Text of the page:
Saturday, August 17, 2019

Trinity graduate discusses her experiences and career after college

ABBY ALDERMAN ’11

ALUMNI CONTRIBUTOR

 

For as long as I can remember, I wanted to be a magazine editor. I read every magazine I could get my hands on, savoring the letters from the editor while imagining myself sitting behind the pristine desk in the impeccably decorated Manhattan office. Spurred on by dozens of chick-flicks that starred polished, intelligent and game-changing editors, I solidified my goal and went about making it happen.

What I should have learned from the movies is that things don’t always turn out exactly as you planned. And better yet, what actually happens is often times far better than what you had envisioned.

I currently work in the publishing industry, but I’ve found a role that has turned out to be far better suited for my strengths and interests, and incorporates many of the things I learned as a student at Trinity. I work in the corporate communications department of Hearst Corporation, the parent company of magazines such as Cosmopolitan, ELLE, Marie Claire and Harper’s Bazaar, where I am involved in everything from editing the daily newsletter that is distributed to 20,000 employees worldwide, to managing our social media outlets, writing press releases and planning/executing events.

Much of what I learned at Trinity helped me to develop the skills I needed to not only get hired, but to succeed in my career. The Tripod played a large part in my ability to conduct interviews efficiently and write compellingly, which is a large part of my role at Hearst. One of the best parts of my job is working on weekly feature stories for the newsletter, for which I’ve conducted Q&As with Hearst executives, including Cosmopolitan Editor in Chief Joanna Coles, Marie Claire Editor in Chief Ann Fulenwider and Mark Burnett, the producer of shows like Survivor and The Voice.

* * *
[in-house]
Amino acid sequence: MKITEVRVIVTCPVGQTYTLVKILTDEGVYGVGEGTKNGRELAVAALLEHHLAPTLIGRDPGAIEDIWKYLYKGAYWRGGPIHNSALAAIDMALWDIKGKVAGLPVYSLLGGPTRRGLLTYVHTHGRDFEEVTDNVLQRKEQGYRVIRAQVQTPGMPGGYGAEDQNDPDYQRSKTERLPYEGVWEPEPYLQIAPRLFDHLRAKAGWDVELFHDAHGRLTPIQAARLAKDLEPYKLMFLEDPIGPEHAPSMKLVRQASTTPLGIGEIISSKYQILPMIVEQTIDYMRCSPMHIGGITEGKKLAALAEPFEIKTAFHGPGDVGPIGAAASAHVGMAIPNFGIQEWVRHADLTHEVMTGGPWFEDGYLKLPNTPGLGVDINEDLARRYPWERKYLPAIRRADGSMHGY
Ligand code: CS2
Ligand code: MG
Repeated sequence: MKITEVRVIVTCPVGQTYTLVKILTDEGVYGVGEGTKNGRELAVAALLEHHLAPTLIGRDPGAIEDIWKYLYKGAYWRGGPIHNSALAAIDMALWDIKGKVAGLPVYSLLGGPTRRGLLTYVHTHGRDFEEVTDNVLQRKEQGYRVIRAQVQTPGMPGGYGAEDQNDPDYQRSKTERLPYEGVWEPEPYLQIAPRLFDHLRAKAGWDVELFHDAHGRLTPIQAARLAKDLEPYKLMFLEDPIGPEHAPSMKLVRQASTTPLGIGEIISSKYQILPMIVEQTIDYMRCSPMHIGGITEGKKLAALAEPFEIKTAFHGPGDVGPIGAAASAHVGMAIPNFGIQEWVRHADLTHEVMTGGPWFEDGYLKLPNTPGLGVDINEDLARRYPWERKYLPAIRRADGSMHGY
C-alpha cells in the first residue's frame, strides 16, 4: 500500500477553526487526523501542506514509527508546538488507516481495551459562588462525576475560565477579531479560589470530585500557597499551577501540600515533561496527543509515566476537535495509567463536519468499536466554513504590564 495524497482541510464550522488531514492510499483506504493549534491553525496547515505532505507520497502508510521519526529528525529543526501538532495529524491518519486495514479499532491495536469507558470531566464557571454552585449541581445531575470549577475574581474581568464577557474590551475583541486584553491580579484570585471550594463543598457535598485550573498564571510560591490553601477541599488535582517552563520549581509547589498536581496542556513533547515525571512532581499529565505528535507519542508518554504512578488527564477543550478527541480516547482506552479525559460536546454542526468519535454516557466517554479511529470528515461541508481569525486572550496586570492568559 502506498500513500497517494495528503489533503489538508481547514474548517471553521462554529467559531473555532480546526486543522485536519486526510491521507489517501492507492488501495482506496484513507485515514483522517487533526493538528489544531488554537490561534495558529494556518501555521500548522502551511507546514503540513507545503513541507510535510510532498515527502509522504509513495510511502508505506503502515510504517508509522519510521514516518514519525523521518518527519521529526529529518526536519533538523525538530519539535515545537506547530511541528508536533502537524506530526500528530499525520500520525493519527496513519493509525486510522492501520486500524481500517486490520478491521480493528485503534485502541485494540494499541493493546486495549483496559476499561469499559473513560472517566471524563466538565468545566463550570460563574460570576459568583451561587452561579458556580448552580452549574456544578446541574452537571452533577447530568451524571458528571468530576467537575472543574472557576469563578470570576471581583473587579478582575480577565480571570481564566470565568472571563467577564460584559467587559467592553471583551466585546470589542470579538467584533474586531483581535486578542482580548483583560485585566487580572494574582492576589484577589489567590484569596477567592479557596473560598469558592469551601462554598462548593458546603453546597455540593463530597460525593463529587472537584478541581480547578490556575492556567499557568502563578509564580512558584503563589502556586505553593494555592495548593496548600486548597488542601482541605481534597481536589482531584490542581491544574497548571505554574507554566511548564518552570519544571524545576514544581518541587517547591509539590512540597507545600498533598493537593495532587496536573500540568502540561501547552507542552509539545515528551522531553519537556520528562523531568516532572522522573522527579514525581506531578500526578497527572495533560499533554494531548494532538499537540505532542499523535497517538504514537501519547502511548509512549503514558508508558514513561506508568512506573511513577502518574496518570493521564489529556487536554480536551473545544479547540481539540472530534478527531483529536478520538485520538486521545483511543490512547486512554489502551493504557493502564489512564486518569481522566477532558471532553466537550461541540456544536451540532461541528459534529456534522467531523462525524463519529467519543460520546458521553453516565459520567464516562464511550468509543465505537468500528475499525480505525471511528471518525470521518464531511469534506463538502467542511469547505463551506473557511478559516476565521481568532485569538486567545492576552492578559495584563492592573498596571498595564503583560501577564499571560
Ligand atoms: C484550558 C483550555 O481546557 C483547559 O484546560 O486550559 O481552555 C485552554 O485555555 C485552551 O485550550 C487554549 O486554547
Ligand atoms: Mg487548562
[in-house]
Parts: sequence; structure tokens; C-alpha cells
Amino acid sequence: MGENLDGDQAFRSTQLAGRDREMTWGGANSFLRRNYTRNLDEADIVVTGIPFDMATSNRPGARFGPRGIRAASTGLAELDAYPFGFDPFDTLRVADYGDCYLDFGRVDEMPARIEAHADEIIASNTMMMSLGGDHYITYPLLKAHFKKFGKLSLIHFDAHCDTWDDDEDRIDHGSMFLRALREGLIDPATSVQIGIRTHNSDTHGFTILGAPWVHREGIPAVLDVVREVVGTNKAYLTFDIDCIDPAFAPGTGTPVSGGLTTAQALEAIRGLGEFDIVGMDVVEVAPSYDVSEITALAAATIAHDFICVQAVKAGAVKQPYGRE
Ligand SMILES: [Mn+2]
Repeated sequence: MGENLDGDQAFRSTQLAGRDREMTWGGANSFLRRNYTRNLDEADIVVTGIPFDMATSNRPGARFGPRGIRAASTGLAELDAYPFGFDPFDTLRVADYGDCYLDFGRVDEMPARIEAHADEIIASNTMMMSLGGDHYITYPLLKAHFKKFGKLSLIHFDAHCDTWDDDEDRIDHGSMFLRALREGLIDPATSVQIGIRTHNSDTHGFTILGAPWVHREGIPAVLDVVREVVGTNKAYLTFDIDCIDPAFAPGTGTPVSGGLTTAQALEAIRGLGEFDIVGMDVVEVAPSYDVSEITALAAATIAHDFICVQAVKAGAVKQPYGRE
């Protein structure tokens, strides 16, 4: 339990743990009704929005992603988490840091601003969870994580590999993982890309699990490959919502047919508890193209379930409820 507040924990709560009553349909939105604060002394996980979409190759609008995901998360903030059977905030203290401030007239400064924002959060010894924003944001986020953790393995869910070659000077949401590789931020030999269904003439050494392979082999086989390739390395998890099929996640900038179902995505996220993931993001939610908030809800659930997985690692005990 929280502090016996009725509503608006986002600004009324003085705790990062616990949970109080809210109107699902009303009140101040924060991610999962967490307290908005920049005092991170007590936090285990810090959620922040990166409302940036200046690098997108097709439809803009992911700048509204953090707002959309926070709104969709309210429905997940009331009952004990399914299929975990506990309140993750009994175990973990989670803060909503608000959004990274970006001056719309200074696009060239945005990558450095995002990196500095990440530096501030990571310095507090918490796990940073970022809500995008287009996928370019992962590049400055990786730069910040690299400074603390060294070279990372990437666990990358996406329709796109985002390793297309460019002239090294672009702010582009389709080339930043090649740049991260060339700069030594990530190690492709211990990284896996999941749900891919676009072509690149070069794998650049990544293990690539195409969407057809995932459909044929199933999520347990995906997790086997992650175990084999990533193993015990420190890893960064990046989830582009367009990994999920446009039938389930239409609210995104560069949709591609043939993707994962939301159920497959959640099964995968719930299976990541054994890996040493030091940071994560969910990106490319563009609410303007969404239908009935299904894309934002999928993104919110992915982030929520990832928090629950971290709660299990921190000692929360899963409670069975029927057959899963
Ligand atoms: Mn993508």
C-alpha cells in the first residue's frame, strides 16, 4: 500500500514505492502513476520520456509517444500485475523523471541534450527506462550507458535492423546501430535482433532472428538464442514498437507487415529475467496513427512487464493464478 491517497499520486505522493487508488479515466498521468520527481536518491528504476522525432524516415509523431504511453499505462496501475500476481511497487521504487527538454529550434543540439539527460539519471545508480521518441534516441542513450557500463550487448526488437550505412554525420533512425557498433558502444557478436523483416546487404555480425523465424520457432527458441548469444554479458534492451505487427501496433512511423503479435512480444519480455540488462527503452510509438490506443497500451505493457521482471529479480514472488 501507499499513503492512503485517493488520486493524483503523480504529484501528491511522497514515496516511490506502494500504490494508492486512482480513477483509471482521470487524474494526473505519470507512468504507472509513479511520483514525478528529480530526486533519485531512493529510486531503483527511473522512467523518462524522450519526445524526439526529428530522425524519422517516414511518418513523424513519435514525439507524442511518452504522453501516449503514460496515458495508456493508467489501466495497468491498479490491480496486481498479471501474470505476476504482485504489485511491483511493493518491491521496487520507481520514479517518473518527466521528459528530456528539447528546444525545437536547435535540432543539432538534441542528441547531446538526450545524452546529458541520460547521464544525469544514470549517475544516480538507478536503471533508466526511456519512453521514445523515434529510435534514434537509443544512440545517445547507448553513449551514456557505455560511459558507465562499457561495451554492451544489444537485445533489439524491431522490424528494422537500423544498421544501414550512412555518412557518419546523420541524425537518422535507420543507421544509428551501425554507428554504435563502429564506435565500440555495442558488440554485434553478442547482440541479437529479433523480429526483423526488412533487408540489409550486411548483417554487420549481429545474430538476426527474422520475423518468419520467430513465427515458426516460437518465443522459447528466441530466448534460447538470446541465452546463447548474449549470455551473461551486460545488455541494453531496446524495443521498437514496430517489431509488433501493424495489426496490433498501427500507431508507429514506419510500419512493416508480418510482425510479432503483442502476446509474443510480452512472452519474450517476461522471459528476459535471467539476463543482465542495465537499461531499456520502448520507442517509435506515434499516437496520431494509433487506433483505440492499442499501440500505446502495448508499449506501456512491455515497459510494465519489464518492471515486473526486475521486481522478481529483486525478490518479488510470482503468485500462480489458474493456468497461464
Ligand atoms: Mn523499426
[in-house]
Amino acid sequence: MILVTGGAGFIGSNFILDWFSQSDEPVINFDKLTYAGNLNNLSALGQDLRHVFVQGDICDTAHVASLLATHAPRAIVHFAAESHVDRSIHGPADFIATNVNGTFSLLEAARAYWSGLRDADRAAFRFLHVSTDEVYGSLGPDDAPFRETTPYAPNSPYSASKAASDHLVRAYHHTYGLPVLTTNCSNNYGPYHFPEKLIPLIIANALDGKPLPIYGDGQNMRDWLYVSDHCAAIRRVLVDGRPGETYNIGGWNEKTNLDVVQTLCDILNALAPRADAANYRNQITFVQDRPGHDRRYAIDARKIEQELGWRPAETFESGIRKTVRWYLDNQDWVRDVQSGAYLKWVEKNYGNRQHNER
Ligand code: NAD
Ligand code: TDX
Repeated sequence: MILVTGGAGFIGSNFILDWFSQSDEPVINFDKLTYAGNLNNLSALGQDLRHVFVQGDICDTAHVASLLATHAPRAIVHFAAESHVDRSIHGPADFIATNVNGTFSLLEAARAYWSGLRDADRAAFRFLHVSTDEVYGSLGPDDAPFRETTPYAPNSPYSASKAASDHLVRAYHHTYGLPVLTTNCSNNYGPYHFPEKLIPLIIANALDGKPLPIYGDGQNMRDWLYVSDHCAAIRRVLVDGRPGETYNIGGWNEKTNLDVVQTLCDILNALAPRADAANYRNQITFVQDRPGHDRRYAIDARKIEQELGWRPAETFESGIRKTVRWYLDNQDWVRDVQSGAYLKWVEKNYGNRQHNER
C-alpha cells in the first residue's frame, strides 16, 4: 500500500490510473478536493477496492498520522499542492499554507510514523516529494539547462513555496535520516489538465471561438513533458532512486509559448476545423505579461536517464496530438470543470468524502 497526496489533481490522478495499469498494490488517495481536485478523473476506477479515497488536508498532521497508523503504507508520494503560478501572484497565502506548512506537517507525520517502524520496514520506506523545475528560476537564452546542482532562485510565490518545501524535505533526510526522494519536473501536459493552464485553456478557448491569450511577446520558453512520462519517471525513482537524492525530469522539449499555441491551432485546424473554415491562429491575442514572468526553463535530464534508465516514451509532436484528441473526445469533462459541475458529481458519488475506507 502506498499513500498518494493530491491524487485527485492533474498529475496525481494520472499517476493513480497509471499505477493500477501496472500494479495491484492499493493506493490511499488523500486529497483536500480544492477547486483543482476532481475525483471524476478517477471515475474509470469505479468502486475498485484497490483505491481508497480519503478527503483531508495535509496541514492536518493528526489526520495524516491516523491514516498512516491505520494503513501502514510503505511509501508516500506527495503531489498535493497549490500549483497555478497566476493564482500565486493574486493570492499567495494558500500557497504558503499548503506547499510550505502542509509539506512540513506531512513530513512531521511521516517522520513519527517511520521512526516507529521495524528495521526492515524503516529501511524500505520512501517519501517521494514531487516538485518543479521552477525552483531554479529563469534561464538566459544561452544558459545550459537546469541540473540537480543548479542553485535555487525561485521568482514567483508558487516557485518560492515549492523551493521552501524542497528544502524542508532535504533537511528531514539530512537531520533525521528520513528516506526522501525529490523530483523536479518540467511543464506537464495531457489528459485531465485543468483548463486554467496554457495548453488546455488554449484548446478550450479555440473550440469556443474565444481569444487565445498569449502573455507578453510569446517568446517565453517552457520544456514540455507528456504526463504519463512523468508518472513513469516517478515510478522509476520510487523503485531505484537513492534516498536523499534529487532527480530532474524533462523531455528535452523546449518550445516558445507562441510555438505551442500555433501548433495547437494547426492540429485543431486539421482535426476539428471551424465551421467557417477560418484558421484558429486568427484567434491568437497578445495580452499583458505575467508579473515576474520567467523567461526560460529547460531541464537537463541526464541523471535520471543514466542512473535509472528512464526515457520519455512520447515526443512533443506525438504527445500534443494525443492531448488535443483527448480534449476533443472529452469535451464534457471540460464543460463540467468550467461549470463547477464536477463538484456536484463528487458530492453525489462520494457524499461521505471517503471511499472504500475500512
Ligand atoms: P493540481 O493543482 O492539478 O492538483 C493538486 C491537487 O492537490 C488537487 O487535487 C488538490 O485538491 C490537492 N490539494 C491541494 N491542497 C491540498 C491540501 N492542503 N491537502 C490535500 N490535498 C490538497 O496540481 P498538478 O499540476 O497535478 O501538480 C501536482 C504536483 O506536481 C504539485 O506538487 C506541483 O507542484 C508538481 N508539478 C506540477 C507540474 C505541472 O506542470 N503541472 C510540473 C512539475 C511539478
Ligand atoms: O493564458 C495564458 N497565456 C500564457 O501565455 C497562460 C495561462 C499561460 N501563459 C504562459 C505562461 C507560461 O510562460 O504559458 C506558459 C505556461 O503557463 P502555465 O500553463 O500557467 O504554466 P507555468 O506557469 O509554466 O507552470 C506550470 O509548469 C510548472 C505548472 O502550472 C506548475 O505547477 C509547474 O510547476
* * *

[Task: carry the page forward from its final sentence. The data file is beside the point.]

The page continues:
Having been involved with a sports team and a sorority during my time at Trinity, I gained experience with time management, dedication and hard work—attributes that my bosses were looking for when they hired me. And of course, all of the amazing professors I had the chance to work with during my four years taught me to not only think analytically, but to also think creatively.

During college, I held two editorial internships that gave me a stronger understanding of the industry and helped my resume stand out to future employers. As a senior at Trinity, I made plans to attend Columbia’s summer publishing course after graduation. It was at Columbia that I discovered my affinity for the publicity/communications side of publishing. The course, which I would highly recommend to anyone aiming to get into the magazine or book publishing world, brought in speakers from all facets of the industry and helped me to realize that while editorial was always the path I had envisioned, it was not the best fit for my personality, my interests or my strengths.

One great element of the Columbia Publishing Course is the role they play in helping their students find jobs. They put me in touch with many amazing people in the industry who provided me with advice, shared their experiences and confirmed that all the effort needed to crack into the publishing industry was worth it. For anyone looking for a career in publishing or media, I would suggest taking advantage of informational interviews as much as possible. Even if the company doesn’t have an opening at that time, if you really impress them, they will remember you when they need to fill a position.

It is extremely easy to get frustrated when first looking for a job, but perseverance is key. Though I had the help of Career Services at Trinity and the Columbia Publishing Course, it still took two months of active searching to land my job at Hearst. I’m very lucky that I found a job that I truly love and see myself staying with for some time, but it is also important to remember that your first job is not necessarily your only job. Many people I spoke with during my job search had career histories that were all over the map, not only in different roles, but in different industries. My career experience thus far has shown me that finding a job that is best suited for you can take time, but is absolutely worth the effort.

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